A further lesson that music teaches us is the way in which all aspects of life—like the musical phrase—form into groups which are more than the sum of their parts. For Barenboim as conductor and pianist, it is the binding together of these groups, in musical terms with a legato, which is the essence of this.
Another fundamental lesson that music teaches us is the necessity of a controlling force which balances discipline and passion. In music talent is not enough: music teaches us to think deeply, and above all develops our powers of understanding.

What life-skills has music taught you?

David Mellor, politician and well-known enthusiast of music asks about Barenboim’s celebrated West-East Divan Orchestra made up of Palestinians and Jews. Barenboim counters any suggestion that this was a ‘peace initiative’ but rather relates it to the notions expressed above of helping ‘listening’ and ‘understanding’ in the utopian republic of the orchestra. ‘All are equal in front of a symphony’, claimed Barenboim, going on to suggest that the elements of music—harmony, melody, rhythm—were a metaphor for life itself.

Orchestral players: is this your experience?

Personal experiences of learning music: his and yours
Barenboim talks of his early experience of music, teaching us the difference between power and strength. Music also can teach us eloquence.

What has music taught you?

Music’s centrality: is it more than a relaxant? Nietszche’s celebrated quotation that ‘life without music would be a mistake’ leads Barenboim into musings on how music is more than a relaxant. On the other hand, the brain-scientist Professor Parsons tells us that his work has proved that while listening to Bach ‘large other regions of the brain are de-activated’. To put into simpler terms, music leads us into an ‘inner peaceful place’.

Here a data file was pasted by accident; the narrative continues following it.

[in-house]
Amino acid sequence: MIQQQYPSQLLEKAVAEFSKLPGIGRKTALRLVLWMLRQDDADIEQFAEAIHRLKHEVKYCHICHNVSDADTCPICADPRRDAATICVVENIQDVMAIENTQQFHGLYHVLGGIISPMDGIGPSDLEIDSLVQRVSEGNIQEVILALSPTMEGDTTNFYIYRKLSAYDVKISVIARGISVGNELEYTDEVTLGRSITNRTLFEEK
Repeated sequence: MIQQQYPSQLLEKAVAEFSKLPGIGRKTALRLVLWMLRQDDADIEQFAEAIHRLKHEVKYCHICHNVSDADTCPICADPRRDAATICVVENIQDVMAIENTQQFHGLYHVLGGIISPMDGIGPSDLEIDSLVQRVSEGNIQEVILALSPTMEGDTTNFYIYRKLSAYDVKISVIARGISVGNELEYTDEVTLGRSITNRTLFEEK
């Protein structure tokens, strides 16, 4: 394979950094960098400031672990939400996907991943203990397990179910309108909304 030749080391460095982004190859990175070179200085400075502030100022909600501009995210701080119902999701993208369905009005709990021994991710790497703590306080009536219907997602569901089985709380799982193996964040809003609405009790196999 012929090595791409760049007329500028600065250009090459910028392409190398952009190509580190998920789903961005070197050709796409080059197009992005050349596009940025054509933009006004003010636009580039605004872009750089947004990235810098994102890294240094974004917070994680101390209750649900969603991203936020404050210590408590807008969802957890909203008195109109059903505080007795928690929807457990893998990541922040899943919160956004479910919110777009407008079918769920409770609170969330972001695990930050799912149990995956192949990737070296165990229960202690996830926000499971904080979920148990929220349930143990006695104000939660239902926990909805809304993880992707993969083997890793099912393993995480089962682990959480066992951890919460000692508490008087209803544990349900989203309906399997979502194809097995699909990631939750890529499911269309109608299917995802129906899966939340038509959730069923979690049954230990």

A question for performers: music and silence
Music, Barenboim claims, has to relate to silence, out of which it inevitably rises. This he illustrates with one of the late sonatas of Beethoven, showing how carefully the first notes had to be voiced, as if arising out of silence, rather than merely starting. This is the first of several telling musical examples. For him, this interruption of silence is the ‘tragic’ element of all music.

How many musicians out there think this way?

The living composer: Essential or elitist?
Composers Steve Martland and James MacMillan challenge Barenboim for a comment on Classical composers today. What is their role? The cellist Julian Lloyd Webber raises the question of elitism, wondering whether there is a sense that classical music is only for the gifted few. MacMillan calls it a ‘closed universe’. And Willard White asks why there are so few black people in classical music.

Where have we gone wrong?

Can popular music and jazz be as transcendent as classical?
Not for Barenboim it seems. He celebrates with those for whom pop music could have a transcendental quality, but it is apparent that it did not for him. The Jazz musician Julian Joseph asks Barenboim about the value of improvisation. Barenboim calls improvisation the highest form of art, and suggests that one’s first encounter with a new score is often akin to improvisation, and an important gut reaction which will later grow from deeper knowledge of the piece.

What do you think?

More points to debate